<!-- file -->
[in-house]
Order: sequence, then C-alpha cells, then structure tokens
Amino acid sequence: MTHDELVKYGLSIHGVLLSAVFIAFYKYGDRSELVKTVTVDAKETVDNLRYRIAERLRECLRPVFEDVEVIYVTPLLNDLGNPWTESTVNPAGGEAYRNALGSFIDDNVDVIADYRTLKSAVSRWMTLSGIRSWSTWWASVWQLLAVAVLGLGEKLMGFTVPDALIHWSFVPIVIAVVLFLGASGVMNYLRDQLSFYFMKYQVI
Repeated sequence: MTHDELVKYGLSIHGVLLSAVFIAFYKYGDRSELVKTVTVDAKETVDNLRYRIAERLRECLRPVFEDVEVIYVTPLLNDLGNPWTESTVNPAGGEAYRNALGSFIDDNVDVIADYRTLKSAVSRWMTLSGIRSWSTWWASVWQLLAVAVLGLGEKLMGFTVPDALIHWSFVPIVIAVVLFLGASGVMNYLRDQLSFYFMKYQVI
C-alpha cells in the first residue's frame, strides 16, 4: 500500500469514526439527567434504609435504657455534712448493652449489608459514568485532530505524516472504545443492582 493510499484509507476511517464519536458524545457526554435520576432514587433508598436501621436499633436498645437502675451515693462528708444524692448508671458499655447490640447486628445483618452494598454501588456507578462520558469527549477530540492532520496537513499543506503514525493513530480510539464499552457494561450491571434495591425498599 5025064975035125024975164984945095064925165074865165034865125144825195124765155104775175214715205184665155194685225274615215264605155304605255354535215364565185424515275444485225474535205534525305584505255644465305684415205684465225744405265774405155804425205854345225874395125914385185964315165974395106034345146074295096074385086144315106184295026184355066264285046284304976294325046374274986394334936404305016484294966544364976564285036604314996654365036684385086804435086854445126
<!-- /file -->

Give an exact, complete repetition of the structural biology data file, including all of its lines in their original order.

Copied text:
[in-house]
Order: sequence, then C-alpha cells, then structure tokens
Amino acid sequence: MTHDELVKYGLSIHGVLLSAVFIAFYKYGDRSELVKTVTVDAKETVDNLRYRIAERLRECLRPVFEDVEVIYVTPLLNDLGNPWTESTVNPAGGEAYRNALGSFIDDNVDVIADYRTLKSAVSRWMTLSGIRSWSTWWASVWQLLAVAVLGLGEKLMGFTVPDALIHWSFVPIVIAVVLFLGASGVMNYLRDQLSFYFMKYQVI
Repeated sequence: MTHDELVKYGLSIHGVLLSAVFIAFYKYGDRSELVKTVTVDAKETVDNLRYRIAERLRECLRPVFEDVEVIYVTPLLNDLGNPWTESTVNPAGGEAYRNALGSFIDDNVDVIADYRTLKSAVSRWMTLSGIRSWSTWWASVWQLLAVAVLGLGEKLMGFTVPDALIHWSFVPIVIAVVLFLGASGVMNYLRDQLSFYFMKYQVI
C-alpha cells in the first residue's frame, strides 16, 4: 500500500469514526439527567434504609435504657455534712448493652449489608459514568485532530505524516472504545443492582 493510499484509507476511517464519536458524545457526554435520576432514587433508598436501621436499633436498645437502675451515693462528708444524692448508671458499655447490640447486628445483618452494598454501588456507578462520558469527549477530540492532520496537513499543506503514525493513530480510539464499552457494561450491571434495591425498599 5025064975035125024975164984945095064925165074865165034865125144825195124765155104775175214715205184665155194685225274615215264605155304605255354535215364565185424515275444485225474535205534525305584505255644465305684415205684465225744405265774405155804425205854345225874395125914385185964315165974395106034345146074295096074385086144315106184295026184355066264285046284304976294325046374274986394334936404305016484294966544364976564285036604314996654365036684385086804435086854445126